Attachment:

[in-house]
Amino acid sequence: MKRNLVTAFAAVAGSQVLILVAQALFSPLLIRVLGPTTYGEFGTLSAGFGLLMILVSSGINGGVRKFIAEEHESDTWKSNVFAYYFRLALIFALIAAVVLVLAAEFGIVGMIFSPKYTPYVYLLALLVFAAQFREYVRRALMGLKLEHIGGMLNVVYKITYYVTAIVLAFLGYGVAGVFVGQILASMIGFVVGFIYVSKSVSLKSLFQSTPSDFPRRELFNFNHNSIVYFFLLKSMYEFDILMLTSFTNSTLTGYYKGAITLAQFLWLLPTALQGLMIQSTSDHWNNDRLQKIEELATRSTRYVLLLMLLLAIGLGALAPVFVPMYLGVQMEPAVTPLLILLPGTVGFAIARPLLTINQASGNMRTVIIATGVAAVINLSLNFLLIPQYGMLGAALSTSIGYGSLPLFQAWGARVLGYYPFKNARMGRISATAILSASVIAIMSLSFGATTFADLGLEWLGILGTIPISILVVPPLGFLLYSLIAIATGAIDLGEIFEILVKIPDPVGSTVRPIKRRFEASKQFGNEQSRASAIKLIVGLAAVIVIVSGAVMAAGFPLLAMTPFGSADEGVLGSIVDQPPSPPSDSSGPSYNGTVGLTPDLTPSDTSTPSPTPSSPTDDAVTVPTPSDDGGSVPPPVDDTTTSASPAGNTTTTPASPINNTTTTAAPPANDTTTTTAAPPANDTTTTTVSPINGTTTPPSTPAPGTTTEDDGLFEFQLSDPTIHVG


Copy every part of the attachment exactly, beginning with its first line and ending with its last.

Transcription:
[in-house]
Amino acid sequence: MKRNLVTAFAAVAGSQVLILVAQALFSPLLIRVLGPTTYGEFGTLSAGFGLLMILVSSGINGGVRKFIAEEHESDTWKSNVFAYYFRLALIFALIAAVVLVLAAEFGIVGMIFSPKYTPYVYLLALLVFAAQFREYVRRALMGLKLEHIGGMLNVVYKITYYVTAIVLAFLGYGVAGVFVGQILASMIGFVVGFIYVSKSVSLKSLFQSTPSDFPRRELFNFNHNSIVYFFLLKSMYEFDILMLTSFTNSTLTGYYKGAITLAQFLWLLPTALQGLMIQSTSDHWNNDRLQKIEELATRSTRYVLLLMLLLAIGLGALAPVFVPMYLGVQMEPAVTPLLILLPGTVGFAIARPLLTINQASGNMRTVIIATGVAAVINLSLNFLLIPQYGMLGAALSTSIGYGSLPLFQAWGARVLGYYPFKNARMGRISATAILSASVIAIMSLSFGATTFADLGLEWLGILGTIPISILVVPPLGFLLYSLIAIATGAIDLGEIFEILVKIPDPVGSTVRPIKRRFEASKQFGNEQSRASAIKLIVGLAAVIVIVSGAVMAAGFPLLAMTPFGSADEGVLGSIVDQPPSPPSDSSGPSYNGTVGLTPDLTPSDTSTPSPTPSSPTDDAVTVPTPSDDGGSVPPPVDDTTTSASPAGNTTTTPASPINNTTTTAAPPANDTTTTTAAPPANDTTTTTVSPINGTTTPPSTPAPGTTTEDDGLFEFQLSDPTIHVG